When you are ready to prepare this appointment with information, locate the first blank space (labeled) “Name.” This empty space requires your full name placed on it. The first part of this statement will also require a report on the city and state where you live. The next two blank lines will give you a place where you may document first the city where you live, then the state where you live. The purpose for issuing this document will be to appoint a specific individual with the authority to represent you when you are a Patient who has been diagnosed as being unable to communicate with others or unconscious for a significant or extended period of time. This individual will be referred to as the Patient Advocate in that he or she will be called upon to make decisions on your behalf regarding your medical treatment and health care. To this end present the full name of your Patient Advocate on the empty line after the words “…Hereby Appoint” This declaration also needs your Patient Advocate’s full residential address entered on the blank space following the phrase “…Residing At” Keep in mind this should be a physical address, thus the Patient Advocate’s building number, street name, apartment number, city, state, and zip code should be produced on this line. If you foresee the potential scenario where medical decisions concerning your health need to be made but you are unconscious, and your Patient Advocate is unavailable then you may wish to name a backup agent. Such an entity would be able to assume the principal authority you are giving the Patient Advocate but only when the original agent cannot or will not represent you. This entity is referred to as a Successor Patient Advocate since he or she will inherit the ability to represent you in a successive manner. While not required, setting such an entity in place is popularly considered a wise precaution. The name of this entity should be placed on the line labeled “Successor Patient Advocate”  Place the Successor Patient Advocate’s residential address on the blank line labeled “Patient Advocate (Successor Patient Address).”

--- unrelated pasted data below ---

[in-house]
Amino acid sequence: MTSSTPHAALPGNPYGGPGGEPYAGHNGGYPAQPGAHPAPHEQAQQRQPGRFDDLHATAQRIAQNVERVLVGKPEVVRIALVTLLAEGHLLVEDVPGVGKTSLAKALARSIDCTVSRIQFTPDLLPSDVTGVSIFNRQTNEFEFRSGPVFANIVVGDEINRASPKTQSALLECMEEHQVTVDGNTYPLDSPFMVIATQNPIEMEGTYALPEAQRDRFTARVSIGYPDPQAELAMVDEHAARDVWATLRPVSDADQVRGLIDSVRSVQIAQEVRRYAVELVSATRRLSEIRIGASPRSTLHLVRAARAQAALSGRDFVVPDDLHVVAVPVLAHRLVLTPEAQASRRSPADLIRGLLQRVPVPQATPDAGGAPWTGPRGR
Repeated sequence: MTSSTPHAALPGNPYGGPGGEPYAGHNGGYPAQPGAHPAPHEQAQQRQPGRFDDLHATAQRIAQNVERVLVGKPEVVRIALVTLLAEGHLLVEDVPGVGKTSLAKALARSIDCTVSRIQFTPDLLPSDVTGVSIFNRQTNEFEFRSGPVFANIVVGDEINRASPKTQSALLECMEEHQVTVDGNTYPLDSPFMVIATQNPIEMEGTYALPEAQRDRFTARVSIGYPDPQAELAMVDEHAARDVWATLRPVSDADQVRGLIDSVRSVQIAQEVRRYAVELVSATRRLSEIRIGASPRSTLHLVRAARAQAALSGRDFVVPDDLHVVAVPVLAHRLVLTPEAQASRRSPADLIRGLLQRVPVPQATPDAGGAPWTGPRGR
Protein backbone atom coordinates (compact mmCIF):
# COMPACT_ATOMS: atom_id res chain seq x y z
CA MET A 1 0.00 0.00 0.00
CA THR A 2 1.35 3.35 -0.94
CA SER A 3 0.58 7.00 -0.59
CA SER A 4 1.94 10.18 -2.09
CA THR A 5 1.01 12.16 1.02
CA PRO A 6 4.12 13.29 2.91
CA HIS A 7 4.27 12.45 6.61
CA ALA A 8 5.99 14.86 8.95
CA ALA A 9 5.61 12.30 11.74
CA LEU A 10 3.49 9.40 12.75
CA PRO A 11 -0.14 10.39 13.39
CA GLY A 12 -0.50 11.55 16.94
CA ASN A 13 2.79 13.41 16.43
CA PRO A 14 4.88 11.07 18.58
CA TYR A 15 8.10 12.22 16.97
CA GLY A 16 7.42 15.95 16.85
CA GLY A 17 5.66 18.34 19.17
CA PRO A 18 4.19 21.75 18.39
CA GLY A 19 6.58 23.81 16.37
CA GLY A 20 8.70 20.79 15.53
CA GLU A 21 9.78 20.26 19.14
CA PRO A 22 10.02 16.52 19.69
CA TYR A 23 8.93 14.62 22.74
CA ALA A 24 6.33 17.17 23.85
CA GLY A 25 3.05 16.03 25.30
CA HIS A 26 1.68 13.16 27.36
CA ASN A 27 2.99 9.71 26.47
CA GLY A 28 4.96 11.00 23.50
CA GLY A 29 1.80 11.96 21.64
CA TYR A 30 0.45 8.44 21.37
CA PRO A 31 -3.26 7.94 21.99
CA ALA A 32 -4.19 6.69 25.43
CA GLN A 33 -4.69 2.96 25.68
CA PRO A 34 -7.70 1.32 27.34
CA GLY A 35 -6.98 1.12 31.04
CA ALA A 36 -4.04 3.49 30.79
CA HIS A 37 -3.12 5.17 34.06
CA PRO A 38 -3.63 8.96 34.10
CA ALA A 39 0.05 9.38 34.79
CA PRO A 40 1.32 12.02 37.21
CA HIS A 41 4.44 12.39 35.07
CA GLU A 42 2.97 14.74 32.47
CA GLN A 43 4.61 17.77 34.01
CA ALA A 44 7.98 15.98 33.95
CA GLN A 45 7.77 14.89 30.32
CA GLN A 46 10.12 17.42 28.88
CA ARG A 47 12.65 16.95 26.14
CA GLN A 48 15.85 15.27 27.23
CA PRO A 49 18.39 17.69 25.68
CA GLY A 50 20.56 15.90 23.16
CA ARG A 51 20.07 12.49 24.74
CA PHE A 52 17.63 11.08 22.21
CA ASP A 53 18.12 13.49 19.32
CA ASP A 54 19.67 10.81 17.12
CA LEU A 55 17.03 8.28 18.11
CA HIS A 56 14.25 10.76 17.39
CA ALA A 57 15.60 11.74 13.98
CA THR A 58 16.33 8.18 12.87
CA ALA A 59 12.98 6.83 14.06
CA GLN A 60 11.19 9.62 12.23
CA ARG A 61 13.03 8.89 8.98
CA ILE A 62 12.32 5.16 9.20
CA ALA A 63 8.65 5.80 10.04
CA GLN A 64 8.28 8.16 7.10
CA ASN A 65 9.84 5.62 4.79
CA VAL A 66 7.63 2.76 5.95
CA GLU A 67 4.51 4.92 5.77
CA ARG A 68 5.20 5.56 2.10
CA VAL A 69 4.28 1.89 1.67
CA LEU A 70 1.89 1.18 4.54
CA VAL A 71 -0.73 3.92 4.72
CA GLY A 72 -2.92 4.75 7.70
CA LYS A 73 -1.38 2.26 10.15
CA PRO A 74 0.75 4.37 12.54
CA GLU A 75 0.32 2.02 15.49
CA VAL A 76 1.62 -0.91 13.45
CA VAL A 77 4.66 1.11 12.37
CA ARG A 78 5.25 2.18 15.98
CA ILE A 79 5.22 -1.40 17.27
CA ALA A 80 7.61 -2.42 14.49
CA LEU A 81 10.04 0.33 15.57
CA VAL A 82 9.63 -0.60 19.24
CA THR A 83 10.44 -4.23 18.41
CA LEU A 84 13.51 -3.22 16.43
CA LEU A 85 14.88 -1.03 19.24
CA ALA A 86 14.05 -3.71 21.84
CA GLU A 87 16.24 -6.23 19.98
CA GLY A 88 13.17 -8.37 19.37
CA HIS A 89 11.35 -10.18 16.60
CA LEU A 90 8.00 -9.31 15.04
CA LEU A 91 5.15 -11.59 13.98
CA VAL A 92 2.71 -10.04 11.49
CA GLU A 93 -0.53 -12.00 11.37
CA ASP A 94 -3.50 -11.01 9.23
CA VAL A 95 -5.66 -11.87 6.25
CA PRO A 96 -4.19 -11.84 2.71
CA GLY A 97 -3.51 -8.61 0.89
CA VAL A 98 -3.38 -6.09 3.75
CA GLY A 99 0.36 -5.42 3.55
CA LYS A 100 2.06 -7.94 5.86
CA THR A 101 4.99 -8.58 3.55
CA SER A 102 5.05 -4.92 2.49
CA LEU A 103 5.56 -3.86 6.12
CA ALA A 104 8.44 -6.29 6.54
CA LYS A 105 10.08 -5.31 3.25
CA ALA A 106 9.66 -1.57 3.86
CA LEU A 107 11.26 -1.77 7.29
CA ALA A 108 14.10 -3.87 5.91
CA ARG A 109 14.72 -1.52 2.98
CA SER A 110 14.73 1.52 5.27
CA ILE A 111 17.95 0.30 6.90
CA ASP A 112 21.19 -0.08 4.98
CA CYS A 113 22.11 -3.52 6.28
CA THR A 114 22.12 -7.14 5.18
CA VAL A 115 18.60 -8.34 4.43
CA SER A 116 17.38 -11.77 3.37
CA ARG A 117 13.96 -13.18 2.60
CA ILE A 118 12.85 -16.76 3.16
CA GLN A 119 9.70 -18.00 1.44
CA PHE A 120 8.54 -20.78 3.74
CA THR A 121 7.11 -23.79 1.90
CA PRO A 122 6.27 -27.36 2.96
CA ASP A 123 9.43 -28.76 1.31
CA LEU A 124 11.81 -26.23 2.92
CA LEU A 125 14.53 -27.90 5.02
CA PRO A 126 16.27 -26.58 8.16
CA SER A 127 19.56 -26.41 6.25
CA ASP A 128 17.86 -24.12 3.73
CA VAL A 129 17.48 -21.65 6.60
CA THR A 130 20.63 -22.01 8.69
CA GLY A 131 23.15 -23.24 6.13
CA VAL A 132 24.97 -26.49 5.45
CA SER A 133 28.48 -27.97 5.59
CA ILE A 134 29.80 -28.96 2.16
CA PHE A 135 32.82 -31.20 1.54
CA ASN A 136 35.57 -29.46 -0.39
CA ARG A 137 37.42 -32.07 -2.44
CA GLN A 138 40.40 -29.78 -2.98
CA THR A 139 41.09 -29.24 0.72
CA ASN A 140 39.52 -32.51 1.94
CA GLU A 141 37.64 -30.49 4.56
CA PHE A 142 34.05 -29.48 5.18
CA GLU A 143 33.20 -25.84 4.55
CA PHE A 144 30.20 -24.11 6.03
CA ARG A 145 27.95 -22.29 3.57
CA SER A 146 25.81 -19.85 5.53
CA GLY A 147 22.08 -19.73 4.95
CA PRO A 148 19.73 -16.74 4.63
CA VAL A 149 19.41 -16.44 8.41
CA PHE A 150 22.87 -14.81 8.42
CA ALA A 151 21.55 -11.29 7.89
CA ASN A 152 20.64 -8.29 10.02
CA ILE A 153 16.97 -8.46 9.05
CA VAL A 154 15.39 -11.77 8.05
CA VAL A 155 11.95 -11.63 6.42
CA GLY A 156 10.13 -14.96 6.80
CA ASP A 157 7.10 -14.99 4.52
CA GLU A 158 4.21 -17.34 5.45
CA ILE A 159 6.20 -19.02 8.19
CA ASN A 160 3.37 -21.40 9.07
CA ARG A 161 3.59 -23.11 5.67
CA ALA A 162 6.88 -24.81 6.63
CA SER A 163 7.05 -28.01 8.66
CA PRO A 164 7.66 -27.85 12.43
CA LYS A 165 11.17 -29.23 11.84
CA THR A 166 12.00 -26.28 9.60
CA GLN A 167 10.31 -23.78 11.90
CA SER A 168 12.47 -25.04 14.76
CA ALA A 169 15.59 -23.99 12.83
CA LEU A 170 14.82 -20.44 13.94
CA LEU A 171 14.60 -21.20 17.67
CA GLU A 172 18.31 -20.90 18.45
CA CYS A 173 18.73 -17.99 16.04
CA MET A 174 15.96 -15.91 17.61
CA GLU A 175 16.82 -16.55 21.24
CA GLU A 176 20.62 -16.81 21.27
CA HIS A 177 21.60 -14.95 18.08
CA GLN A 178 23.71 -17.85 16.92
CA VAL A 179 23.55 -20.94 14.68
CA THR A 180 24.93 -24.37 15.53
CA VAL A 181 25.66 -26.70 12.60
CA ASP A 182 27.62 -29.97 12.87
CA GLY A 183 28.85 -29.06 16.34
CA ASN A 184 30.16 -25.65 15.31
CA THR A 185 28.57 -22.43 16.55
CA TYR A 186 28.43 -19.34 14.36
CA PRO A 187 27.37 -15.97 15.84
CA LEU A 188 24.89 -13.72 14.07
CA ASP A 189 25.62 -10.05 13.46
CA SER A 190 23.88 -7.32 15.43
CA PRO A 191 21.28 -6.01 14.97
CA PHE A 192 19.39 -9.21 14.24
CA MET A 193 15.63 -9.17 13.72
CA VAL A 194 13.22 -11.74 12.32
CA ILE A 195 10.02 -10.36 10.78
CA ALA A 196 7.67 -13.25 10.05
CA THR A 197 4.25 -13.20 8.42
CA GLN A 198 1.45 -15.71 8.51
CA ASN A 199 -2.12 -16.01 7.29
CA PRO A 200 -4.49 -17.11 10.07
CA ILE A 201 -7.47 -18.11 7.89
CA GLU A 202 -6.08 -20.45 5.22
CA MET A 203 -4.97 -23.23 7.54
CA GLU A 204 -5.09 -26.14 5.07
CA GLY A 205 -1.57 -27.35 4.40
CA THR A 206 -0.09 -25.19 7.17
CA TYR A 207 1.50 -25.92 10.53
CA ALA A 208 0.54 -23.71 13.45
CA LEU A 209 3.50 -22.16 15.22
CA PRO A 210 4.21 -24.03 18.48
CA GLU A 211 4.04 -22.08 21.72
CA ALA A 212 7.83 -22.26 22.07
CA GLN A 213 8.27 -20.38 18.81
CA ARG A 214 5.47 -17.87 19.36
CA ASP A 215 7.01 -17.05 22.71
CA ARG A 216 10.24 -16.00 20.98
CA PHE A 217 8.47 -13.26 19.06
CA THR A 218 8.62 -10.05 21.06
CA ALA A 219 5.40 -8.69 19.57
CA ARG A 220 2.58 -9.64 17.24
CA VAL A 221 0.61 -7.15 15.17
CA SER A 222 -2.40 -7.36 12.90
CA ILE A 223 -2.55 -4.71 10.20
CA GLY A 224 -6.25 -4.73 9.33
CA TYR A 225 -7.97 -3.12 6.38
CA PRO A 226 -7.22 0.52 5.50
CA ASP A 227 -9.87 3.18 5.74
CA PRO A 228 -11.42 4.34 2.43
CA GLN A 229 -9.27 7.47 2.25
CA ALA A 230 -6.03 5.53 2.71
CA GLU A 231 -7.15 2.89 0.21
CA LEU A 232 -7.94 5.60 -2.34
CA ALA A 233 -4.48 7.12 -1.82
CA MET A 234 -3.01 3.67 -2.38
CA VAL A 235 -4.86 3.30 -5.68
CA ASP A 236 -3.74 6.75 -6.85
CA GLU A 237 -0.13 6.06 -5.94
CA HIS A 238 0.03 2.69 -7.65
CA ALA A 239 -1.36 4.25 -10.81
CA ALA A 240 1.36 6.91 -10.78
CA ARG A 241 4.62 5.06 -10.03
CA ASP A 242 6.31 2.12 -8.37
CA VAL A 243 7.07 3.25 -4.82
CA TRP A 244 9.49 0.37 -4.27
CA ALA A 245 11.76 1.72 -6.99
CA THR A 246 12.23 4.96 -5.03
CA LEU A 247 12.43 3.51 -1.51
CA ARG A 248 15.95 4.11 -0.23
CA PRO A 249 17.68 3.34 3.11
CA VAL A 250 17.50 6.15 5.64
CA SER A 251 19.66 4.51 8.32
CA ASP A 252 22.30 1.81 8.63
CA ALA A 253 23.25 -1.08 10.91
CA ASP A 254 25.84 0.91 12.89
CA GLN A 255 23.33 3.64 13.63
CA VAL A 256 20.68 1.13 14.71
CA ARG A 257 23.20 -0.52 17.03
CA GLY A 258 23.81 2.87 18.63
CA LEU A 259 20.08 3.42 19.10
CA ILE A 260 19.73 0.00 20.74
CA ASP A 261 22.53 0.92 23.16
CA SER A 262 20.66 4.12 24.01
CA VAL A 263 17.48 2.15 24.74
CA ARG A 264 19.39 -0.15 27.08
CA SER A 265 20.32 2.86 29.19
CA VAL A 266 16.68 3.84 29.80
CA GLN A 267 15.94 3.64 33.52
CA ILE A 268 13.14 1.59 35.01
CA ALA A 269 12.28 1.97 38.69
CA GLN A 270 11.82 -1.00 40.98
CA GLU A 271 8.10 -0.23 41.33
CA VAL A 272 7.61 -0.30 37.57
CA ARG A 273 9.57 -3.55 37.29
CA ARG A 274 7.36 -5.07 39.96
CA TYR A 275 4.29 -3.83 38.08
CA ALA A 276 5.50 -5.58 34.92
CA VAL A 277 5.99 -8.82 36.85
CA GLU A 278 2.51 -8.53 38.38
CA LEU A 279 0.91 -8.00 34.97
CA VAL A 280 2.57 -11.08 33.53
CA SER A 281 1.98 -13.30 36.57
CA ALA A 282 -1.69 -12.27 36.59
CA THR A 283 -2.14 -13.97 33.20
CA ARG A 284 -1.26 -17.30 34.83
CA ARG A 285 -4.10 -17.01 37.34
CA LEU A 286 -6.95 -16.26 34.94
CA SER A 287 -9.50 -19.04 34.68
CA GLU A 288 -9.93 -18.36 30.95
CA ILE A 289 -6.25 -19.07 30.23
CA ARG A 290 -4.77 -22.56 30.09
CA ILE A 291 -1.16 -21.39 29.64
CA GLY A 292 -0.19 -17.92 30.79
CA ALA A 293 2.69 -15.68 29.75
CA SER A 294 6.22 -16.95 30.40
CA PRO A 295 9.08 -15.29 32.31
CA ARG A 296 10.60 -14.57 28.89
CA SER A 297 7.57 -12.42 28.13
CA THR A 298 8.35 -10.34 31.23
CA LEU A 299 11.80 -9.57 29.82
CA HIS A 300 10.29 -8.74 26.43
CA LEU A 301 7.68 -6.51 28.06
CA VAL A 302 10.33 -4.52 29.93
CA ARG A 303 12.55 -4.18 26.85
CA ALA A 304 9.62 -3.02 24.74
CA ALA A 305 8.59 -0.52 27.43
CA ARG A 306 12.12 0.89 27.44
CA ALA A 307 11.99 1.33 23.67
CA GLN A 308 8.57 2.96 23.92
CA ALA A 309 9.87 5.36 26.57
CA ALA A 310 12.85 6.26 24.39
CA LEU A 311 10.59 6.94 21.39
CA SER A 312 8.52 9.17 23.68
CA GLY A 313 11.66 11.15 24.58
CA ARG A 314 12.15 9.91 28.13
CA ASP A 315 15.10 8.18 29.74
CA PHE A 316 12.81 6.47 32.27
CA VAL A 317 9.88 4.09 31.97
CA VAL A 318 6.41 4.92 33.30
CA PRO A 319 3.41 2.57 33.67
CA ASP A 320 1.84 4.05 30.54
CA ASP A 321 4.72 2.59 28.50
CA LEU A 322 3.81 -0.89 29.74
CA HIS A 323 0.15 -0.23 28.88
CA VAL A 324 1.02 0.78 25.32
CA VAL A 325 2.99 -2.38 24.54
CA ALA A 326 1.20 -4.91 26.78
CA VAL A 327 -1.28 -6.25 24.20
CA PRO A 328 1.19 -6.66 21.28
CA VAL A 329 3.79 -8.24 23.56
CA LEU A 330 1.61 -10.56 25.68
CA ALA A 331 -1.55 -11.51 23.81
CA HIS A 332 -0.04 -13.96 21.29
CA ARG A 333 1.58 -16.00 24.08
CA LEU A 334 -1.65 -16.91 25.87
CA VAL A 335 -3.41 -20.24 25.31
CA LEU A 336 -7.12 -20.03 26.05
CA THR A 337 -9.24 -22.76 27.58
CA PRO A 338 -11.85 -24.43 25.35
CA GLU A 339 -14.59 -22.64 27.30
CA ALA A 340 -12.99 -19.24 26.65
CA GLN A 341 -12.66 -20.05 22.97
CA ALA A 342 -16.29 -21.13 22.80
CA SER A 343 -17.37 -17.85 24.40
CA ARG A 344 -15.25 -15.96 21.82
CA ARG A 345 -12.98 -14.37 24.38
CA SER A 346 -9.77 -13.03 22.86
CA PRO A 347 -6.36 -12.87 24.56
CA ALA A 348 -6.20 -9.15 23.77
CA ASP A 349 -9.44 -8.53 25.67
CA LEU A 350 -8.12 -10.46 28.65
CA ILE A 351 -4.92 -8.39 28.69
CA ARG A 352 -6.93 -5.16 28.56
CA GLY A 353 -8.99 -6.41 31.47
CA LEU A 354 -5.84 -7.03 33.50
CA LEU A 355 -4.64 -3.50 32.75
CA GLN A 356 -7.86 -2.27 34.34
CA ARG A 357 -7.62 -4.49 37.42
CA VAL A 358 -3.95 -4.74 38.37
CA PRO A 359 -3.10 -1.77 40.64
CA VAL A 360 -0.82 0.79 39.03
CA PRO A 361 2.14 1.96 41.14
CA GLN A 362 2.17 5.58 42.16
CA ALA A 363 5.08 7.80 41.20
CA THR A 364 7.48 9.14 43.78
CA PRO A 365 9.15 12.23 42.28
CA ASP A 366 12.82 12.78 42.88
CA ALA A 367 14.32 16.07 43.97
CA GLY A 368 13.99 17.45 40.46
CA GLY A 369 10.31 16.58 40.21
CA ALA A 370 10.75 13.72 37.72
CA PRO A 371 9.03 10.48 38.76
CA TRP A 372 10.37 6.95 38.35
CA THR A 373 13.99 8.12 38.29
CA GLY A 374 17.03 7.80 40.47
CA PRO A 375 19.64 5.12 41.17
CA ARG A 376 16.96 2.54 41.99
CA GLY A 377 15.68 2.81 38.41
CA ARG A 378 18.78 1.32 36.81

3 – Review The Actions Your Agent Will Be Authorized TO Take On Your Behalf